“Working on this fragrance, I was lucky enough to be given total freedom to express my interpretation of the memory Thibaud (Crivelli’s founder) and I had shared. What struck me most, was this very original aesthetic vision of nature. I wanted to transcribe the remarkable beauty of the fjords, with the sun shimmering on the sea, the sweet smoky aspect of the lilies, the power of the wind, the mineral stone, and the darker, more humid aspect of the peat. I wanted to convey the idea of Mankind faced with rugged nature. And so there is a real duality in this creation. It opens with a beautiful pearlescent light to begin with, then evolves towards a note that evokes the power of the elements, which is almost telluric, and not at all fragile. The creation expresses itself and evolves in contrasts between the smoky, spicy lily facet, the radiant, slightly alcoholised quince, and a peaty/woody facet provided by the amber woods and an overdose of ambroxan, as well as an absolute of roasted oak shavings, which adds a remarkable, strong and incredibly sensual patina to the accord.” – Nathalie Feisthauer.

With its central and base notes of dried fruits, ambroxan, cedar, guaiac, ‘smoke’, tobacco gilded to wine lees, quince and carrot seeds welded to oakmoss and oak, you can probably guess what I am going to say next about Lys Sølaberg: : : …………………….

There is no lily.

There are no flowers.

Where is the lily?

The complete and utter lack of perceptible florality I smell here is quite troubling to me as a perfume writer as it makes me doubt my own apparatus (Has anyone else tried this and if so, do you detect a lonely lily struggling along the railtracks?) As a standard, familiar, 2020’s-ish sweetish, androgynous ambroxan wood spice this works quite nicely, in a style that dates back to snuggly winter perfumes such as Lutens’ Fille En Aiguille: peaty, smoky, whiskeyish perfumes abound in the niche world : you could line your shelves with boozy winter woods like one of those specialist, fetishistic Tokyo collectible whiskey bars ; but it is difficult for a trembling white flower to survive when cloaked in so much oak. I was imagining, from reading the notes before smelling, that somehow the lily would prevail and be visible, exhaling its breathing liliness somewhere among the dry but boggy quagmire. Alas, my sensitivity to synthetic wood notes and some form of olfactory blindness (probably because of the sheer sumptuousness of my bi-annual extravagant exposure to real lilies which must have overpermeated my smell brain) – prevent me from taking – at all – to this particular Norwegian Wood.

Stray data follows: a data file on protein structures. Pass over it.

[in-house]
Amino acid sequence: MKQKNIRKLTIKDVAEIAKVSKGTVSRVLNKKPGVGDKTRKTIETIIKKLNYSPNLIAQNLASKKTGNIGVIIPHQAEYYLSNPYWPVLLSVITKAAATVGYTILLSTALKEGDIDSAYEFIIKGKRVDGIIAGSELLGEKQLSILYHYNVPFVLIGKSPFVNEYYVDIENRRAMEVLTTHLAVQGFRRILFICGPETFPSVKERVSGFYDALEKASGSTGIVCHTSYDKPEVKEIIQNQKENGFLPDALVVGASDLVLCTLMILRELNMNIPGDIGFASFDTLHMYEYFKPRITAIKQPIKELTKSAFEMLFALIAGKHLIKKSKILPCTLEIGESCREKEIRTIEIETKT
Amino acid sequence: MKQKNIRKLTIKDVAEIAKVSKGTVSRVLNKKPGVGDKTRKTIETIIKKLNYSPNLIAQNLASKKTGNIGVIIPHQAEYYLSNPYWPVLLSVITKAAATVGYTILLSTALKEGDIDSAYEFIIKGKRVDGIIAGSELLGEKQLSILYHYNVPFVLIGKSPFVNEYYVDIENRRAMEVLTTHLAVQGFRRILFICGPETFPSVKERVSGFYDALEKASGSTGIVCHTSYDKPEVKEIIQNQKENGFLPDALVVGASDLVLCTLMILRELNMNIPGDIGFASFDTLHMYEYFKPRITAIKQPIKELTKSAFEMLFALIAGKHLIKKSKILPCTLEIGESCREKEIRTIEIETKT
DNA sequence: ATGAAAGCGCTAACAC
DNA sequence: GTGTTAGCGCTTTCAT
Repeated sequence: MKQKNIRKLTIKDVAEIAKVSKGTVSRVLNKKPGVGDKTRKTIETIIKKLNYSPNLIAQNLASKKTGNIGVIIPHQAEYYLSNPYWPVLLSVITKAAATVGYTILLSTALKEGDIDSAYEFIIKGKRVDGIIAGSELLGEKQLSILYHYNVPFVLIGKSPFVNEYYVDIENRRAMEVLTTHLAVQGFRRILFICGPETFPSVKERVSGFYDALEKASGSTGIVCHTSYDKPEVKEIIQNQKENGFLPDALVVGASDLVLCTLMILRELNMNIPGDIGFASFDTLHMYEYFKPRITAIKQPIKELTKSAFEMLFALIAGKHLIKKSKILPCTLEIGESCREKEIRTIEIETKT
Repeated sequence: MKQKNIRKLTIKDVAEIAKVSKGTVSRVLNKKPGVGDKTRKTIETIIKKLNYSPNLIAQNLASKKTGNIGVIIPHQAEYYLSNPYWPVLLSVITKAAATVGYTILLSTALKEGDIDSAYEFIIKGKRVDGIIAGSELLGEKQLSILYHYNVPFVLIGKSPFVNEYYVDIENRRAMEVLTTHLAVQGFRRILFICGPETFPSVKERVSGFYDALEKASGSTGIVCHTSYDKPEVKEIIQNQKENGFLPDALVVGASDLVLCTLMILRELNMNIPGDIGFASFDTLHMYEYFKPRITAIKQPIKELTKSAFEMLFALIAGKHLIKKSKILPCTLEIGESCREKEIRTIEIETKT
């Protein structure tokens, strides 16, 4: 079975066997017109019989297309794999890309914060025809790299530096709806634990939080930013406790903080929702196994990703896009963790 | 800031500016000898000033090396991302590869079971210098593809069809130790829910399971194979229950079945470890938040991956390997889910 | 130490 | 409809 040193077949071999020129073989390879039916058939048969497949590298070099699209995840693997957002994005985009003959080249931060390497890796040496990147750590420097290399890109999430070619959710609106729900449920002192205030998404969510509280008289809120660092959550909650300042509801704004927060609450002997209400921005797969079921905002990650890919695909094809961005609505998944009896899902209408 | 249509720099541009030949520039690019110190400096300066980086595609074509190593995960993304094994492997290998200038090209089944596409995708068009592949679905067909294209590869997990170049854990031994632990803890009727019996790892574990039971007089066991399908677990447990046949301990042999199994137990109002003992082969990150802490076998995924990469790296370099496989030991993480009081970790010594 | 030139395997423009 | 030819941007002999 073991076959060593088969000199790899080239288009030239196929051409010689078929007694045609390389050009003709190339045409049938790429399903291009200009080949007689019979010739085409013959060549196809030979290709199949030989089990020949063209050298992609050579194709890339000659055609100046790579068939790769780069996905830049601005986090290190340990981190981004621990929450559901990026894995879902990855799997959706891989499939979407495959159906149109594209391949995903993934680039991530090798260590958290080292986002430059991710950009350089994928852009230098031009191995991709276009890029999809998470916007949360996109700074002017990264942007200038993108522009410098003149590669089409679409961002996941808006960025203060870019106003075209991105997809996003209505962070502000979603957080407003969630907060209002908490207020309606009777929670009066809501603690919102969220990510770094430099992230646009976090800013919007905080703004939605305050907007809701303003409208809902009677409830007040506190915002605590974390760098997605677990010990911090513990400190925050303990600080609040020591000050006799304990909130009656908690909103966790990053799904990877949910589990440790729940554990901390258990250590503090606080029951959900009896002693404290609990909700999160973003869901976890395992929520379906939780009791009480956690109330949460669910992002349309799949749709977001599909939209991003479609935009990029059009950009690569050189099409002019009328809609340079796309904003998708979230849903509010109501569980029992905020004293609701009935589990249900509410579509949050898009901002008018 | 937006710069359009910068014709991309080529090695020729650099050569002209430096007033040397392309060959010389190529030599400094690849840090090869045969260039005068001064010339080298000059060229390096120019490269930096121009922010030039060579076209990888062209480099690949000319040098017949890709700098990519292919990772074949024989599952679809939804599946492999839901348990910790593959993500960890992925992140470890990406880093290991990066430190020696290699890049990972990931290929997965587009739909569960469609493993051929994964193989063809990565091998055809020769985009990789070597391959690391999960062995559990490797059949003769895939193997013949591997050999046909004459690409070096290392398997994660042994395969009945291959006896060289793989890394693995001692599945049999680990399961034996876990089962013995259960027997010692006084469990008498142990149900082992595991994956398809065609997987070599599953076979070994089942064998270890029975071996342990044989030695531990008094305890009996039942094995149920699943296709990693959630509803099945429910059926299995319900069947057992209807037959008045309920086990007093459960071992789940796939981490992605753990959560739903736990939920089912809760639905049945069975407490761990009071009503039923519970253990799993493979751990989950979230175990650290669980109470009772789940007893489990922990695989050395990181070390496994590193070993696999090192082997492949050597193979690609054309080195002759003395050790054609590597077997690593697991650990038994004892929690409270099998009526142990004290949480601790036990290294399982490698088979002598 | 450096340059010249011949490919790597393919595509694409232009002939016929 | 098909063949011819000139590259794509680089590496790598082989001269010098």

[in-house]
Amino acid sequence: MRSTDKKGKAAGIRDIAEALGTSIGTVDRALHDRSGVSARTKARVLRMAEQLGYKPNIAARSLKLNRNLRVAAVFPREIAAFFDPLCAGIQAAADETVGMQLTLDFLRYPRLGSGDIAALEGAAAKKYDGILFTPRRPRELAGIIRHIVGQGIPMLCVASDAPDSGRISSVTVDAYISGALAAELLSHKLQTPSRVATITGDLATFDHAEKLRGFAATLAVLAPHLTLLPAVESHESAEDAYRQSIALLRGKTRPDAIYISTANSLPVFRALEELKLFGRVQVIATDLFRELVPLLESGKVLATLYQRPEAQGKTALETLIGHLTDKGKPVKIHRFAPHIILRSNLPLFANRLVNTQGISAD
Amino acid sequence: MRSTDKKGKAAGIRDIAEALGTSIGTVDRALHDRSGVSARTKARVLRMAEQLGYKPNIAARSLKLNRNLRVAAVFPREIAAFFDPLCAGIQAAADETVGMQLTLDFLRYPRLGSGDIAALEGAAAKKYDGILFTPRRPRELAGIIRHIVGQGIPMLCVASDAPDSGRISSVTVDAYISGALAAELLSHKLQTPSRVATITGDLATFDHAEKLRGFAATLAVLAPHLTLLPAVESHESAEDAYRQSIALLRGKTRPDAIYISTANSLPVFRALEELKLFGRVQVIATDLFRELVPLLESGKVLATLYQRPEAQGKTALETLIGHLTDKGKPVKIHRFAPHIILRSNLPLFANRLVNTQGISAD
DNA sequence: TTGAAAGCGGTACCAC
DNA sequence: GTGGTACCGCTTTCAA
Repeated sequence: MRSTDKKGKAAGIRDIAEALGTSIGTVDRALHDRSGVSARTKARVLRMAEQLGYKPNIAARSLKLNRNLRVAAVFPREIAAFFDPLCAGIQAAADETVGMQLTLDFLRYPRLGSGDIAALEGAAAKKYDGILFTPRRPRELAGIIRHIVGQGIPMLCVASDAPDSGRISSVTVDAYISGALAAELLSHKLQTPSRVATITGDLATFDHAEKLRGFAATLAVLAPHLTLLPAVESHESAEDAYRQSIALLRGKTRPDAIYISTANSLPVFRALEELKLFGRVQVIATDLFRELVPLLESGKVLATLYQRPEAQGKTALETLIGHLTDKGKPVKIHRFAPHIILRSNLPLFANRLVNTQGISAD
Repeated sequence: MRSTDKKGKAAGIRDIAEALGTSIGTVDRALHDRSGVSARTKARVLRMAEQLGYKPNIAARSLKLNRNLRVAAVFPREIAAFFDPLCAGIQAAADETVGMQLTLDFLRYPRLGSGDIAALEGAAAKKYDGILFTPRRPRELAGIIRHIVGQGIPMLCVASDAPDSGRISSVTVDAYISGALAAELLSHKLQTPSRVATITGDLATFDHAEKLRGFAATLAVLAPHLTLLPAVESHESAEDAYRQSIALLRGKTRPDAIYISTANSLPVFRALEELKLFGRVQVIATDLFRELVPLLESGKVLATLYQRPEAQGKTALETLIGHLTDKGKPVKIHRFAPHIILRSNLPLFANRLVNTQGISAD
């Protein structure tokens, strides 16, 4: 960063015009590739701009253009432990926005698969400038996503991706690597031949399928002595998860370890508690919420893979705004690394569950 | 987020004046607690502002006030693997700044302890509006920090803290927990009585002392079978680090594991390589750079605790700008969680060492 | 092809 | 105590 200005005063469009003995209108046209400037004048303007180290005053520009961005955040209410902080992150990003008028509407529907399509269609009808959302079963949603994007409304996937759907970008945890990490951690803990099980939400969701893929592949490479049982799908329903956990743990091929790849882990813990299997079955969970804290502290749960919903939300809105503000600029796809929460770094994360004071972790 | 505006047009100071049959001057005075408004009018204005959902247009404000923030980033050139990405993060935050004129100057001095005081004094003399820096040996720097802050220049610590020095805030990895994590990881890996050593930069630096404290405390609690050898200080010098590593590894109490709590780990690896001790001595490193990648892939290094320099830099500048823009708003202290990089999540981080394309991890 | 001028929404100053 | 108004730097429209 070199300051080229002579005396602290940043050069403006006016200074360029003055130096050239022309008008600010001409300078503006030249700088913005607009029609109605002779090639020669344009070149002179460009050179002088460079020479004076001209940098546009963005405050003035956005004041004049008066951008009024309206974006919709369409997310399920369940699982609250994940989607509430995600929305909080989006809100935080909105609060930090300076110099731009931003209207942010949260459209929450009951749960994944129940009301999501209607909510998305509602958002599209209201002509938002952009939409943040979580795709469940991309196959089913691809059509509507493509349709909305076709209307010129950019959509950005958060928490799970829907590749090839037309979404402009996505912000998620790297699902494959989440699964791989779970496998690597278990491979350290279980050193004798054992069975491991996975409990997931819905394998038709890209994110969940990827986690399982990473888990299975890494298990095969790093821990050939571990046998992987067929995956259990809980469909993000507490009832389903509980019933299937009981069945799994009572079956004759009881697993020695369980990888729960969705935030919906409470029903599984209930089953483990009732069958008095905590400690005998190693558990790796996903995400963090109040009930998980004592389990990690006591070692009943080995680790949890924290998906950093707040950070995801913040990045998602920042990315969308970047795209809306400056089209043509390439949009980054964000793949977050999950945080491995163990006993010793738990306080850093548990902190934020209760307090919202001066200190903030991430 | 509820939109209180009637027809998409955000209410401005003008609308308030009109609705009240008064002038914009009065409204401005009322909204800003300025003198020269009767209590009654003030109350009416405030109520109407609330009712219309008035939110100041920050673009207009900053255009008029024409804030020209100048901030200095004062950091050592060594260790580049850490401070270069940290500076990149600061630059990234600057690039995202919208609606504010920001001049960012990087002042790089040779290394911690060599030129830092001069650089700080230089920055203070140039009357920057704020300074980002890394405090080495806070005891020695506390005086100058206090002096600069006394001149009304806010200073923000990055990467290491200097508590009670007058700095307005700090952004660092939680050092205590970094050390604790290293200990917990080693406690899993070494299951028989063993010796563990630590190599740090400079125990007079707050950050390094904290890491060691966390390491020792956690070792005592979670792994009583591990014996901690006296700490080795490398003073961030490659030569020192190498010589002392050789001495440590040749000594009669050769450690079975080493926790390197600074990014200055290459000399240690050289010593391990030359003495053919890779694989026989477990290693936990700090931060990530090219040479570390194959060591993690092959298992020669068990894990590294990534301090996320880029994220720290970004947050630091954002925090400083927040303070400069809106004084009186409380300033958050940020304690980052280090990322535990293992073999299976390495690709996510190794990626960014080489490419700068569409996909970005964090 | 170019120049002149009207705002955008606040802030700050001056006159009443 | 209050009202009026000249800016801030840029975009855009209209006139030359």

Le Magnolia De Rosine, unlike Lys Sølaberg, does what it says on the tin. Very much so (too much so? Some bastards will never be satisfied). This rather impressive soliflore, co-authored by frequent Rosine creator Delphine Lebeau and the legendary Pierre Bourdon – according to Fragrantica, he created Creed’s Fleurs De Bulgarie in 1845 – smells as vividly laundered white as it looks; a gleaming bright hyperfloral that indeed does conjure up the realness of a heaving magnolia bloom on the bough. Quite cleverly so : real magnolia essence is used in the composition, along with lily of the valley, notes of freesia, citrus, and a variety of roses to replicate the petallic freshness that the perfumers were after.

black and white magnolia photography | Found on charlesgroggphotography.net  | Black and white flowers, White flowers, Flowers